Apple has reportedly lost several top managers that used to be attached to the self-driving vehicle team for its electric Apple Car as the bumpy road to Project Titan continues.
- The Apple Car team has apparently lost several top managers.
- This could be a “sign of attrition” within the secretive division.
- It could also mean another change of strategy for Project Titan.
- An autonomous Apple vehicle may launch between 2023 and 2025.
Apple Car self-driving managers quit Project Titan
Blomberg‘s Mark Gurman has the report:
The iPhone maker has hundreds of engineers working on underlying self-driving car technology as well as groups of employees working on an actual vehicle, Bloomberg News has reported. Running the division is Doug Field, a former top vehicle engineer for Tesla Inc., along with a management team of fewer than a dozen executives. At least three members of that Apple car management team have departed this year.
The following Project Titan executives have reportedly left Apple:
- Dave Scott: He led teams working on Apple Car robotics, but is now Hyperfine’s CEO.
- Jaime Waydo: Having led autonomous car safety/regulation teams, he’s now Cavnue’s CTO.
- Benjamin Lyon: He helped create the Apple Car original team, now Astra’s chief engineer.
On the flip side, the article says the Cupertino firm also hired a bunch of industry veterans and executives for Project Titan, including ex-Tesla executives in charge of drive systems and manufacturing engineering, car interiors and exteriors as well as self-driving software.
At any rate, Apple isn’t nixing Project Titan just yet—prior reports said John Giannandrea, Apple’s Senior Vice President of machine learning and artificial intelligence hired away from Google, has been overseeing the Apple Car project since December 2020.
Why are some Apple Car execs leaving?
It’s impossible to tell why these high-rated executives that Apple lured away from their respective companies a few years ago are now leaving Project Titan. It’s also difficult to tell whether these departures are business as usual or “a sign of attrition at the division involved in what could become an important future product” as Bloomberg put it.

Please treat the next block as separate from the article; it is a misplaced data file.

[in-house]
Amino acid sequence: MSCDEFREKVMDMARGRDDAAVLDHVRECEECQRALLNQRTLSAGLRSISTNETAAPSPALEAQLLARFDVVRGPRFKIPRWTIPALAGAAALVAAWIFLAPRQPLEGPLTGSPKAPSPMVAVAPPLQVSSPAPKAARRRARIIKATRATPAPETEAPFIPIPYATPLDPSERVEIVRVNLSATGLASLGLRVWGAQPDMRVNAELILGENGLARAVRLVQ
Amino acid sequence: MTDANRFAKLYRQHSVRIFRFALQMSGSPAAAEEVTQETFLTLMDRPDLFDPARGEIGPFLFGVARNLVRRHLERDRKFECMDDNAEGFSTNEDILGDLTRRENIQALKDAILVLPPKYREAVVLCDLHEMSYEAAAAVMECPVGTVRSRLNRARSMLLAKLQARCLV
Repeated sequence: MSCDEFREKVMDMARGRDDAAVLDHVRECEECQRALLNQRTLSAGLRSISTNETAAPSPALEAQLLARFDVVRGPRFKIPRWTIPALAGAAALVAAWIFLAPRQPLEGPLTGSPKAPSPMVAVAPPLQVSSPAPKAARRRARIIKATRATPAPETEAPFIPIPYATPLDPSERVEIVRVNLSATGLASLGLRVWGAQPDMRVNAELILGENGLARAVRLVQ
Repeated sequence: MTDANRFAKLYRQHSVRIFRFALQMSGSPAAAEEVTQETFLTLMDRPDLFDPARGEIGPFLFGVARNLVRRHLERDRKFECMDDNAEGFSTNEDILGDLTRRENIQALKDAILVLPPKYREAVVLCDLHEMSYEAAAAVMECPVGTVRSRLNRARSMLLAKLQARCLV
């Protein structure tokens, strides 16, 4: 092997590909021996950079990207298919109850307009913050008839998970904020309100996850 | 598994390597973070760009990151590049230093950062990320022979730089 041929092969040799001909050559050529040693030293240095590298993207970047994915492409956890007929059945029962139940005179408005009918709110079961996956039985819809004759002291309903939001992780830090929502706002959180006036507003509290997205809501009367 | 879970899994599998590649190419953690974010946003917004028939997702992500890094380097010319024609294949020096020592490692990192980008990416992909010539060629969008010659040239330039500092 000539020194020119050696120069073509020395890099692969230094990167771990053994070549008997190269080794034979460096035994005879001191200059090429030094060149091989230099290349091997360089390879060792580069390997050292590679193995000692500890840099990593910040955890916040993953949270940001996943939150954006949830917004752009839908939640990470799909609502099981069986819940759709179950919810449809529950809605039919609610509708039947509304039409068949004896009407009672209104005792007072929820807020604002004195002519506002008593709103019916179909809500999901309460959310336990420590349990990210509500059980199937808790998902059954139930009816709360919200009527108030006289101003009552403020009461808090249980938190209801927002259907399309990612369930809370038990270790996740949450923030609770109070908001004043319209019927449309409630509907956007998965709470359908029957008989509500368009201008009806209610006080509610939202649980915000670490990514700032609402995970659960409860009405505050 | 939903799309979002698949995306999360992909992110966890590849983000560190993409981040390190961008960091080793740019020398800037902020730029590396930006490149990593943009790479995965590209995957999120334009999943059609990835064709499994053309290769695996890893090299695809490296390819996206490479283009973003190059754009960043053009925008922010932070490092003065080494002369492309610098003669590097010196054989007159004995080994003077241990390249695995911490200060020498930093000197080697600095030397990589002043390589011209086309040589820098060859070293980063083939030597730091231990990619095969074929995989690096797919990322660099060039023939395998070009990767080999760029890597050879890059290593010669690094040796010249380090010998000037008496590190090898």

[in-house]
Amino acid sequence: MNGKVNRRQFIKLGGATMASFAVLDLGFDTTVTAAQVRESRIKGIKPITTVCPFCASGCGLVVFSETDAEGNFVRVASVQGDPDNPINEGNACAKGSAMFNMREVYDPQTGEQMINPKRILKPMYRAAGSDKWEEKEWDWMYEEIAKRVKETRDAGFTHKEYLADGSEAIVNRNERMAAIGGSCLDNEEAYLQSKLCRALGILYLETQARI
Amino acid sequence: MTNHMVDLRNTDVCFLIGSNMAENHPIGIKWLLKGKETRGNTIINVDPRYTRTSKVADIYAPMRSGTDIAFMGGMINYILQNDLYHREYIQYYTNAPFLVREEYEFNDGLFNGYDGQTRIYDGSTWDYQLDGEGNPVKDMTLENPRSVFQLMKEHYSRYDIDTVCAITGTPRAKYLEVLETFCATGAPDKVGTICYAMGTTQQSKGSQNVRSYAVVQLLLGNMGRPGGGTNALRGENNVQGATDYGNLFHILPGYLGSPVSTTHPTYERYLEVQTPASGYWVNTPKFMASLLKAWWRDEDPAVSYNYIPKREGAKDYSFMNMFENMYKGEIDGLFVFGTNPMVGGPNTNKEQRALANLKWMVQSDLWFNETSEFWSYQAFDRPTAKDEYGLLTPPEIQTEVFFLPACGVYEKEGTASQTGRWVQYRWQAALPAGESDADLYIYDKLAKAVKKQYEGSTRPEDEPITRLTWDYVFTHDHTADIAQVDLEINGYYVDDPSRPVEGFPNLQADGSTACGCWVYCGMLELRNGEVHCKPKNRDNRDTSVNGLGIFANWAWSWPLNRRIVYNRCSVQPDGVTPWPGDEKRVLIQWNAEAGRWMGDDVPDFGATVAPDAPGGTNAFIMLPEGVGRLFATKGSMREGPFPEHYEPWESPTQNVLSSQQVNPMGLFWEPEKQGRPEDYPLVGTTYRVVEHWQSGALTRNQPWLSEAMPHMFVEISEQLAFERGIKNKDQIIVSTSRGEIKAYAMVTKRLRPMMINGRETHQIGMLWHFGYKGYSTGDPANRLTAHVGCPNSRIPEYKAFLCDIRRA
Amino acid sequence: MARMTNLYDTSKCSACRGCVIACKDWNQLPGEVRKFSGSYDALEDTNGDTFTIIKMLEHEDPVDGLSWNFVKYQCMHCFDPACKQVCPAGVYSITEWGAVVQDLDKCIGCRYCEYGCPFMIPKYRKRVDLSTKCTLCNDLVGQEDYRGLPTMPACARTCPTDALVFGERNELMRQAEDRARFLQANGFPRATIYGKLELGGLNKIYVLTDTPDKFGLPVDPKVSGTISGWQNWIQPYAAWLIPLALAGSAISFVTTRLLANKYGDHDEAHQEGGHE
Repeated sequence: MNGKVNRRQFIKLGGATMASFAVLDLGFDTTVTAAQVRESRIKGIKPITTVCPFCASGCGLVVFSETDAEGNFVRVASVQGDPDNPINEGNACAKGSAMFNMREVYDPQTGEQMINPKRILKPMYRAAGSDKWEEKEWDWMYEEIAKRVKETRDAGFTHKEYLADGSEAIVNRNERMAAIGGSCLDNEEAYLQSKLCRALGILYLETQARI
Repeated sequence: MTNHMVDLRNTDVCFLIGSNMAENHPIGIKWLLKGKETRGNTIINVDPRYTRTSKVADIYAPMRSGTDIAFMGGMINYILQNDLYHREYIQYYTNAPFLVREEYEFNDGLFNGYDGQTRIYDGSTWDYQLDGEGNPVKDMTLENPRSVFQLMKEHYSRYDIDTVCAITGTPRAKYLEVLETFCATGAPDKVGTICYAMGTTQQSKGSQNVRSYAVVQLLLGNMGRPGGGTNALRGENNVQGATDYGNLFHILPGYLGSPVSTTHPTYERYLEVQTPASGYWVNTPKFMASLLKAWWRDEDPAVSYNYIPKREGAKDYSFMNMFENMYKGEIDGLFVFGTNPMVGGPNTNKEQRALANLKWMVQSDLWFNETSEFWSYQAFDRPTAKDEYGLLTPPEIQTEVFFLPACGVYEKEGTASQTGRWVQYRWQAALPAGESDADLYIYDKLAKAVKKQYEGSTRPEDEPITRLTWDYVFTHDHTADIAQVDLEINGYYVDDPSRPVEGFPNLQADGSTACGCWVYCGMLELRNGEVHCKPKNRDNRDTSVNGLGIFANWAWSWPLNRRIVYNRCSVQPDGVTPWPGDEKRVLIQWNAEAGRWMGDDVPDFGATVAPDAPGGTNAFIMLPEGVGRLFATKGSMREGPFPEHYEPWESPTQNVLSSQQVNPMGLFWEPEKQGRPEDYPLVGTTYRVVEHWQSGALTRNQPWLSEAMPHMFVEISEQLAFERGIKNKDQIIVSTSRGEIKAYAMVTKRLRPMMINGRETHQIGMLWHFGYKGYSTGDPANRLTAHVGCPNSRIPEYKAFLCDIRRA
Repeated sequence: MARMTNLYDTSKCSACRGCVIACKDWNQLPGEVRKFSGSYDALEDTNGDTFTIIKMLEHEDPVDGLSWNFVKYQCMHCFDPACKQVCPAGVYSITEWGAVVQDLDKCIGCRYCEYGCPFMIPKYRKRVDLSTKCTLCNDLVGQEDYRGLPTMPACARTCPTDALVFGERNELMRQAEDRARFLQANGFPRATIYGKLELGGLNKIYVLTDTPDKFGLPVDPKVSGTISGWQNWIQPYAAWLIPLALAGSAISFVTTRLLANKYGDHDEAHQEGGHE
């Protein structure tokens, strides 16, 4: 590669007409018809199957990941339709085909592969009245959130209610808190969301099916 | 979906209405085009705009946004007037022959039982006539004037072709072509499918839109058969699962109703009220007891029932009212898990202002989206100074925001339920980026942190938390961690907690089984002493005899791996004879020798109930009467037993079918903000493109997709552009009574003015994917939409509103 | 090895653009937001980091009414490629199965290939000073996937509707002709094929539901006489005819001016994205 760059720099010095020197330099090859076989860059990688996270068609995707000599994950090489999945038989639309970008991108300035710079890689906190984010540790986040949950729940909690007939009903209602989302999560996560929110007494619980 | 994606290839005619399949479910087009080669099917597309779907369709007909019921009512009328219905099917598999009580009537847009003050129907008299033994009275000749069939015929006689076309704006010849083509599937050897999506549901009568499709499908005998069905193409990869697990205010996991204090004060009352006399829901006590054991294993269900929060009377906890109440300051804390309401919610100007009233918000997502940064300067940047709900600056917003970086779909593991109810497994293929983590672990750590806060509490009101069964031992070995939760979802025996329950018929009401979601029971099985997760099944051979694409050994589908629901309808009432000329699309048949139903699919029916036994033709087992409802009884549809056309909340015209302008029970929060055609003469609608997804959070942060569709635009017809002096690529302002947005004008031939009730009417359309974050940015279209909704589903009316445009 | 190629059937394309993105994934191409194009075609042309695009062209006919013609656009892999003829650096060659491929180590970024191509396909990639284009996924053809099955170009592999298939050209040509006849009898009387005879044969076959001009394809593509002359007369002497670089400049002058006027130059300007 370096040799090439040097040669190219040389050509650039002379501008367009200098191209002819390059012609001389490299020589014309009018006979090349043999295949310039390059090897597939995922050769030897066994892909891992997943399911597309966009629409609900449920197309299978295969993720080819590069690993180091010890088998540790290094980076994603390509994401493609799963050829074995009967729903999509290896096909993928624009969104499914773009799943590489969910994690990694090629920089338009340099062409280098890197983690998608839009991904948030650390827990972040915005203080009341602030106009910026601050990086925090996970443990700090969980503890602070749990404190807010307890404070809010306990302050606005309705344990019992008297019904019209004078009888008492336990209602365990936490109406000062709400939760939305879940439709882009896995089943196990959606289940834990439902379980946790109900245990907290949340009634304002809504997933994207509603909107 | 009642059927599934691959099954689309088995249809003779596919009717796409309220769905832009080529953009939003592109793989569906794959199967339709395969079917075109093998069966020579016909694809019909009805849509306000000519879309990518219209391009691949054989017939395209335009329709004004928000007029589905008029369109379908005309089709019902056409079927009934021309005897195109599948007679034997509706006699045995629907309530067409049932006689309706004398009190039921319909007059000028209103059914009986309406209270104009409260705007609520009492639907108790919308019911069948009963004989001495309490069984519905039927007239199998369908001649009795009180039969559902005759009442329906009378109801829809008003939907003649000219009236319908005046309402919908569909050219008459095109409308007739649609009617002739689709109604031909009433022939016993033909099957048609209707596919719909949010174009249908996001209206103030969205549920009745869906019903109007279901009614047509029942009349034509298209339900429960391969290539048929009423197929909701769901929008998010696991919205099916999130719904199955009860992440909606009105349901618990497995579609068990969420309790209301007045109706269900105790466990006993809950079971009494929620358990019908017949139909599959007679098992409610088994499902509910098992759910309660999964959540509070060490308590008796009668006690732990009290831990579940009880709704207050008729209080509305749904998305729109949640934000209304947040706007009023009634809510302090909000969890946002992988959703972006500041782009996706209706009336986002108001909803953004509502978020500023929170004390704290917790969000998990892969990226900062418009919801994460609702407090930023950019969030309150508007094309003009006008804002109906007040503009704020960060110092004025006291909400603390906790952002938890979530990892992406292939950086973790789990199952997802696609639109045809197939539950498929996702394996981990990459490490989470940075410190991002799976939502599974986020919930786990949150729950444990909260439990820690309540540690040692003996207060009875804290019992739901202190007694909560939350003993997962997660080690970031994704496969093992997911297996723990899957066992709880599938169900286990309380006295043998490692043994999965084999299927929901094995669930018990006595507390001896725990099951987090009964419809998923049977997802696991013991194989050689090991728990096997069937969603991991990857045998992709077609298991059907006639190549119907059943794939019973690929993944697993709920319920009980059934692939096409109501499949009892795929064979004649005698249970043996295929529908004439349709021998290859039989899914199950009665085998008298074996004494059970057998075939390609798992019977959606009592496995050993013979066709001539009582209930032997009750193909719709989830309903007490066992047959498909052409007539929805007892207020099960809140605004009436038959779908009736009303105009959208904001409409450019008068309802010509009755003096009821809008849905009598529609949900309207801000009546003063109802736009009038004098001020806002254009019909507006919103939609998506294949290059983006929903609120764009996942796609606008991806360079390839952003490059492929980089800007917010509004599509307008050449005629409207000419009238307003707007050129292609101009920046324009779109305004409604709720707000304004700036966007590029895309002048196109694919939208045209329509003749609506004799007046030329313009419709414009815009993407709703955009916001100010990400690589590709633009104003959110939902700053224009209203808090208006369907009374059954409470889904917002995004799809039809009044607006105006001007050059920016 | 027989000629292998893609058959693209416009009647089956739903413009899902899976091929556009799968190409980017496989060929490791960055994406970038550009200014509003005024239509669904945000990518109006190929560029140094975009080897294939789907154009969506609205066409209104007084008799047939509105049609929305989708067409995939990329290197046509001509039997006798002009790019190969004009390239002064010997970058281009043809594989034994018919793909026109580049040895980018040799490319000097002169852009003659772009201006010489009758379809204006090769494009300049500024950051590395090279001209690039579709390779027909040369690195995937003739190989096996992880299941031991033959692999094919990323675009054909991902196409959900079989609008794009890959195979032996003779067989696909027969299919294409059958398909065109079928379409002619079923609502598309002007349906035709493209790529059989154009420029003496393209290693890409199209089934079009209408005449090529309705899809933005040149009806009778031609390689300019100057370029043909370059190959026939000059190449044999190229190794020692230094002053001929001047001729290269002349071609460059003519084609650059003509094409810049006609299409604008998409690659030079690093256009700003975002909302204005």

Since the project’s beginning around 2014, Apple’s work on a car has been rebooted several times and has seen multiple management changes. The Cupertino, California-based company initially set out to build a full car to rival Tesla, but pared back its ambitions around 2016 to focus on the underlying self-driving car system. Several months ago, it set out again to build a car, placing a portion of the division’s engineers on that effort.
One possibility is that Apple has abandoned the self-driving car project entirely. Another one could mean that Apple has decided that full self-driving capability just isn’t feasible within a reasonable timeframe. Those managers might have been offered other positions concerning Project Titan, and some of them could have rejected Apple’s offer and left for greener pastures.
But wait, Tesla’s been testing its self-driving thing for years now. Elon Musk, after all, has been advertising full autonomous driving like there’s no tomorrow. In reality, Tesla told the California Department of Motor Vehicles that fully self-driving cars may not be achieved by year-end.
“Tesla indicated that they are still firmly in Level 2,” the department said in the memo, obtained by Reuters. “As Tesla is aware, the public’s misunderstanding about the limits of the technology and its misuse can have tragic consequences.”
For those wondering, fully autonomous technology is referred to as Level 5.